You’ve waited and waited. The day has finally come: Your brand has launched.
But now that your agency is trailing off in the rearview mirror, where do you go from here? How do you energize your team to grow your brand all on your own?
John Tyler Community College can tell you.
Before Tyler’s seasoned creative services team ever thought about a new brand, it had already established an excellent track record and reputation with its internal clients. That kind of on-campus respect was key to moving the project forward.
Kicking it off
Years before Tyler partnered with Zehno, the Tyler creative team of five full-timers and one part-timer developed and executed an admissions-focused creative concept and brand campaign totally independently.
But it was time to recalibrate.
The college’s messages weren’t hitting all target audiences. And its creative concept — ”We’re not what you expect” — was perceived by some as negative and didn’t capitalize on Tyler’s strengths in high-caliber partnerships and in-demand programs.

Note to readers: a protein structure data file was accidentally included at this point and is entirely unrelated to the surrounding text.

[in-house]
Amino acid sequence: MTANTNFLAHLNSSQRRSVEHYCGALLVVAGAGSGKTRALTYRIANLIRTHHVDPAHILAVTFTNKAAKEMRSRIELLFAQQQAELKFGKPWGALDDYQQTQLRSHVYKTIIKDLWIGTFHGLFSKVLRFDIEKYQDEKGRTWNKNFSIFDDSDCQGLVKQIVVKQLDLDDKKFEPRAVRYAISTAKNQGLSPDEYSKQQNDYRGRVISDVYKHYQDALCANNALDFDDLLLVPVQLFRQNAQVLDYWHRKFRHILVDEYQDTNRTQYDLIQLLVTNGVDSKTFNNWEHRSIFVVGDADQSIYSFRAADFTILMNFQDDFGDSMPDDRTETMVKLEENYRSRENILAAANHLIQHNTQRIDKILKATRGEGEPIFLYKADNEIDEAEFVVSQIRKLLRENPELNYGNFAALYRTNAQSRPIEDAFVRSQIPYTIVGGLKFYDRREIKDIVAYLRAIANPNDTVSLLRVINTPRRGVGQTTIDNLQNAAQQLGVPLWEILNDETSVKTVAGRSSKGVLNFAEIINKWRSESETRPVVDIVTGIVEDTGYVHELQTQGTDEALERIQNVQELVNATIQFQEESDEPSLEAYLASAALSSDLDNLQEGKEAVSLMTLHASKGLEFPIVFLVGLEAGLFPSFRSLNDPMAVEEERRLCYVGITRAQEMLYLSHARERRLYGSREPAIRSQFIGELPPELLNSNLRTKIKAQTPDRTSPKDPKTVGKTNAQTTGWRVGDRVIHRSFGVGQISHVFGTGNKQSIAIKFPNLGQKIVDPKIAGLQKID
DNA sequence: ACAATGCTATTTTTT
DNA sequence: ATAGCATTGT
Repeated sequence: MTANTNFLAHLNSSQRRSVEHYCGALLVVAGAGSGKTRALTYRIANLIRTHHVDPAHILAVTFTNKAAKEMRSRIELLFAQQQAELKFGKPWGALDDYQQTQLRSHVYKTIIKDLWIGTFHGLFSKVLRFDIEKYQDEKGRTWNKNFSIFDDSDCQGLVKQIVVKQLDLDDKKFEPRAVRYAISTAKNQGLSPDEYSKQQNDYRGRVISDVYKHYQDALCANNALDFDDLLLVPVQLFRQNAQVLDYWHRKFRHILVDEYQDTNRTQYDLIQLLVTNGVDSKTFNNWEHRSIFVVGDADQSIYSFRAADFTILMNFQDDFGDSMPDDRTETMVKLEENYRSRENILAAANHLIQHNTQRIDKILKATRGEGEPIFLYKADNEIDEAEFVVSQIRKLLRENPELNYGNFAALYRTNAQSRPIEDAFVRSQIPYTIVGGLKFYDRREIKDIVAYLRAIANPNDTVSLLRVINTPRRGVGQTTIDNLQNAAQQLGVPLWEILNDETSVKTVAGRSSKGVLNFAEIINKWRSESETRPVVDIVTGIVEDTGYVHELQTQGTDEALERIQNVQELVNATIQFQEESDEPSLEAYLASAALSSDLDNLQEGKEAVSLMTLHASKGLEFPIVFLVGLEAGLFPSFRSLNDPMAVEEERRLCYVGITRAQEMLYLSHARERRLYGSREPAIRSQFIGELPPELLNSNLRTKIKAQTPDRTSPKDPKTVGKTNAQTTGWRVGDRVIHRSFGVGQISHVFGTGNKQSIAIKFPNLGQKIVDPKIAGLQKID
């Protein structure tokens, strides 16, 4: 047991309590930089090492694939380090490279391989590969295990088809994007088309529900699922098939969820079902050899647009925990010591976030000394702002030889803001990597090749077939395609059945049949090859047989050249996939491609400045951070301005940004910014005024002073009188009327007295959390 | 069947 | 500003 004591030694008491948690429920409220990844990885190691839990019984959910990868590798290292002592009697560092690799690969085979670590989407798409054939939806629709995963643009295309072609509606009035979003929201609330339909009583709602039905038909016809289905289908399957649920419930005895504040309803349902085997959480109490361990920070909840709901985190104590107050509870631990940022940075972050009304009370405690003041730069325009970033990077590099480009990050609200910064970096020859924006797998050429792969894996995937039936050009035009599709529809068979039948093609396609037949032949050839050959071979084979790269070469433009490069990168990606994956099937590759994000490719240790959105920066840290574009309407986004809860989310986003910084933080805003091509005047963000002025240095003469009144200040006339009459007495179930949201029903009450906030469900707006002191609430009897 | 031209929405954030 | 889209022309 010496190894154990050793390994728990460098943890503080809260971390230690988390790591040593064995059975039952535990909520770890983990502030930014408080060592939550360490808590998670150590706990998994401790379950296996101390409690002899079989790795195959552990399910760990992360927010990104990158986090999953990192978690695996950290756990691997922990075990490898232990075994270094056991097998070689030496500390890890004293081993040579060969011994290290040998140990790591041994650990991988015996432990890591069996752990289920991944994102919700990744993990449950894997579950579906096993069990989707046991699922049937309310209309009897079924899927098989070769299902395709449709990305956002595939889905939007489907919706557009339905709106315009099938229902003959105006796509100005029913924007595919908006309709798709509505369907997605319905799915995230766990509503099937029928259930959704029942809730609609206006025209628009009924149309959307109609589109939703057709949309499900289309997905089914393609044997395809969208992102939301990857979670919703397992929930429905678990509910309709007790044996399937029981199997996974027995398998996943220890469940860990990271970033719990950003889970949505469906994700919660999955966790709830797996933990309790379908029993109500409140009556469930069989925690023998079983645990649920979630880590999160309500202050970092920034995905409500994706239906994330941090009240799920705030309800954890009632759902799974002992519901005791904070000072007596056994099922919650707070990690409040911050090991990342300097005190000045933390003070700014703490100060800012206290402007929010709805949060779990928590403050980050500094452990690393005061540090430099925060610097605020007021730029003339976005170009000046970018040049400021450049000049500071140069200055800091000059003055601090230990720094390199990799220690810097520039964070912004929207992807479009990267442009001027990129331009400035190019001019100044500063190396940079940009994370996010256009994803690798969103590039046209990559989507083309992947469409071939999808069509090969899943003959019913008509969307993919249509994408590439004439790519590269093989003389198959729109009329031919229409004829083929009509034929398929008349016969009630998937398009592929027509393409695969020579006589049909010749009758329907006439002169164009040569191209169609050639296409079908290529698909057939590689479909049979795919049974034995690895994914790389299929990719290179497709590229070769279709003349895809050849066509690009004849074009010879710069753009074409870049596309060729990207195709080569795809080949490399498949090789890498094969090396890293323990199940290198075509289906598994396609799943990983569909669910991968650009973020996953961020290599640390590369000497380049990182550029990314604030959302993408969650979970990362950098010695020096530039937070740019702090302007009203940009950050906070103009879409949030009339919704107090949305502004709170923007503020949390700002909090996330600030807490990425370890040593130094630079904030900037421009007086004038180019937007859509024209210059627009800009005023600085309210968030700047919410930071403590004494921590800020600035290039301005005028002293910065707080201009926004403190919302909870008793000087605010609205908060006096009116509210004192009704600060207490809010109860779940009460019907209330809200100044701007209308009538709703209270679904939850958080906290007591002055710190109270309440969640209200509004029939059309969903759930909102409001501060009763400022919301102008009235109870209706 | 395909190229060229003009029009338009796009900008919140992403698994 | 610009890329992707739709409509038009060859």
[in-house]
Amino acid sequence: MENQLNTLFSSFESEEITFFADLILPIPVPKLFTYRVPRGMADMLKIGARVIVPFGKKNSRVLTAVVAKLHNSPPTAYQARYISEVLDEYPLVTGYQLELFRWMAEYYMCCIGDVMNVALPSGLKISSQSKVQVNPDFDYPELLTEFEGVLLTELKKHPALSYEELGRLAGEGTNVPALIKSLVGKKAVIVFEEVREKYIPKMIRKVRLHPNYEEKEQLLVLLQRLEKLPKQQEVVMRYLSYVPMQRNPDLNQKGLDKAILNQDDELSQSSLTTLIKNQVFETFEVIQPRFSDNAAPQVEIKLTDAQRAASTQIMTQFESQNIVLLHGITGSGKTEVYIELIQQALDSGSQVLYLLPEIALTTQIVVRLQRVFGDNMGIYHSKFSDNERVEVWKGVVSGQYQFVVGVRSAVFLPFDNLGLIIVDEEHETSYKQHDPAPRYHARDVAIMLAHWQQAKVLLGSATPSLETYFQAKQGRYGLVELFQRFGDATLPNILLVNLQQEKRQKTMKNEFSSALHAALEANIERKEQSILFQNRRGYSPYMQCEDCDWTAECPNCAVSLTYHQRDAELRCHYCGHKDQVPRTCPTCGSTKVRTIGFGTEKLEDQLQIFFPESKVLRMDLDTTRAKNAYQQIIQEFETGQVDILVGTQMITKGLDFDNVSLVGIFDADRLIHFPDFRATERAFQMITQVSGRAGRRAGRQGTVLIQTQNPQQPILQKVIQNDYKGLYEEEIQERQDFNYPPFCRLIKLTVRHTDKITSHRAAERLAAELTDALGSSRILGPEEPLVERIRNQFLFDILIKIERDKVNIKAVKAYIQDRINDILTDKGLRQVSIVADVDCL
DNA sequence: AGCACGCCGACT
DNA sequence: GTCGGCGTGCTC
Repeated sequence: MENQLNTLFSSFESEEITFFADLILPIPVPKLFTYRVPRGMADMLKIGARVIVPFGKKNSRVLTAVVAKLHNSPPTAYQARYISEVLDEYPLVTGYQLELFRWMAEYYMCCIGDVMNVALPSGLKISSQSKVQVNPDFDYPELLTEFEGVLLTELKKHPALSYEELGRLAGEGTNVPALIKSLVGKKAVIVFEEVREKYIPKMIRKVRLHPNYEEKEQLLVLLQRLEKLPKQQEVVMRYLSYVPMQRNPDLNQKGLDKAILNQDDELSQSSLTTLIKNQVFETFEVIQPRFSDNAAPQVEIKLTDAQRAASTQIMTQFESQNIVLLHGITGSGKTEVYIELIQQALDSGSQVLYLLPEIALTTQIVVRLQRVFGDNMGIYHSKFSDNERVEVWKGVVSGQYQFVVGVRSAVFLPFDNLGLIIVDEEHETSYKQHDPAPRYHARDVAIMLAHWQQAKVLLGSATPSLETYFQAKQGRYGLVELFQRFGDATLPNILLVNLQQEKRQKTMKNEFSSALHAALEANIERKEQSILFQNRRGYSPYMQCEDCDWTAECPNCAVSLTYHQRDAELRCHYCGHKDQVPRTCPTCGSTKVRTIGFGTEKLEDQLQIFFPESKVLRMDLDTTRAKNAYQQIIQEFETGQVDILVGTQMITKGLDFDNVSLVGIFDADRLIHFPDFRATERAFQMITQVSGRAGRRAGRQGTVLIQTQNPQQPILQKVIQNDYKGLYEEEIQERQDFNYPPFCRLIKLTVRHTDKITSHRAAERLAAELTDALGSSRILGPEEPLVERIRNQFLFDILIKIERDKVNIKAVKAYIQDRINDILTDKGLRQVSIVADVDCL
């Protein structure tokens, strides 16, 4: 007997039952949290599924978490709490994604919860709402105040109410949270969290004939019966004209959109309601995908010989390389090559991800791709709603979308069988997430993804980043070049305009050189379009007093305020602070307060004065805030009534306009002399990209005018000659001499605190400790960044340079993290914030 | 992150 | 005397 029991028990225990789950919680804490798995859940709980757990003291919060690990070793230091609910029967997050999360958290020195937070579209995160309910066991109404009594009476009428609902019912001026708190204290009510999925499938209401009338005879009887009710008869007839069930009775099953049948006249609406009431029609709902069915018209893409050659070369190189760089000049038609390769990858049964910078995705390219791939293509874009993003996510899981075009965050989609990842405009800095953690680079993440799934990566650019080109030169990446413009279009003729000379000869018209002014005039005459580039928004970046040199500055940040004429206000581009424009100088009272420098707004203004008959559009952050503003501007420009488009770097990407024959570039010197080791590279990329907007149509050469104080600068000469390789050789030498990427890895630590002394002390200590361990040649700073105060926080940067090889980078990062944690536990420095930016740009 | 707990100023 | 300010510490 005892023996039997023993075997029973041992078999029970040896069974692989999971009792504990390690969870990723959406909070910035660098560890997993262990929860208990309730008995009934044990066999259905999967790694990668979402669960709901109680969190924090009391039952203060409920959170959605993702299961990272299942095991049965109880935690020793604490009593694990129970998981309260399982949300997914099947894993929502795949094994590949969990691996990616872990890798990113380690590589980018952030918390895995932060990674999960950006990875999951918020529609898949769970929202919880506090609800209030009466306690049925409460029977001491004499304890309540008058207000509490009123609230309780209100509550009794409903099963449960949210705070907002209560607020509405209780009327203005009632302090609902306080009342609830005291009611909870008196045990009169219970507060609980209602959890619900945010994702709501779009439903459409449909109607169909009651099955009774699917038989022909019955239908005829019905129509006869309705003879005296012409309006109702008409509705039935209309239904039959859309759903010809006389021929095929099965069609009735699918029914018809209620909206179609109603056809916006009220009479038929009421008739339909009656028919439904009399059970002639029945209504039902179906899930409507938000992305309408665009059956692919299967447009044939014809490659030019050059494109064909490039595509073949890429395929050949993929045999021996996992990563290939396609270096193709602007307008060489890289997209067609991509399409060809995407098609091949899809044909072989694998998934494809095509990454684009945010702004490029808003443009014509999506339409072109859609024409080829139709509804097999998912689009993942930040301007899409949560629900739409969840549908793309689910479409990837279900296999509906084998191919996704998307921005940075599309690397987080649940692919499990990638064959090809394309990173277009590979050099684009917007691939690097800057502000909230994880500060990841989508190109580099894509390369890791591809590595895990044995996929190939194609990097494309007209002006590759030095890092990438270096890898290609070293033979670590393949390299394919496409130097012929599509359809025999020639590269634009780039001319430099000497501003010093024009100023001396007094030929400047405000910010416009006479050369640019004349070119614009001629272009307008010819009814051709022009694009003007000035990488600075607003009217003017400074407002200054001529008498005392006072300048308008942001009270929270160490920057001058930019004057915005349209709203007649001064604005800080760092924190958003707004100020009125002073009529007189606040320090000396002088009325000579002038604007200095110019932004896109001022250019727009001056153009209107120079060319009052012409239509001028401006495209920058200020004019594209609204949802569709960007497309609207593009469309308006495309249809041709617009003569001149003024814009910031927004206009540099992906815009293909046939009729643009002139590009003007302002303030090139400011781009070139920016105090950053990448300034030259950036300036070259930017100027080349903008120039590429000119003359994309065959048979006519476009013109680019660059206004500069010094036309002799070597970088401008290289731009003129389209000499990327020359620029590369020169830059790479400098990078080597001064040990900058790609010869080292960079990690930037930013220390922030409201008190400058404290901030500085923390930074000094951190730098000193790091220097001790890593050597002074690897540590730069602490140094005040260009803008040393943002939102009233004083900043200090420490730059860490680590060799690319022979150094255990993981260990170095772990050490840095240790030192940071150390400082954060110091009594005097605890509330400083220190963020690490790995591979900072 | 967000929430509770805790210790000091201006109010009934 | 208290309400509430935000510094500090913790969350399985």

So Tyler invested in a brand overhaul.
Together with the Tyler team, Zehno created a new brand platform with key positioning and messages for a range of prospective students, donor prospects and the business community.
Tyler’s bold “Next up” brand concept focuses on momentum — and features graduates connecting with its Fortune 500 partners and others, contributing to the workforce and defining success in their own terms.
Armed with a message platform (a playbook for consistent messages), flagship photography and profiles (the best success stories that embody a brand), a new viewbook and a brand vision (a visual guide for copy and design directions across tools), Tyler’s creative services team set out on its own to redesign all the tools in its marketing and communications plan and create some new ones.
Tips for your team
How did Tyler do it? Learn from these six tips for building a brand your in-house team can run with.
Get your internal stakeholders on board.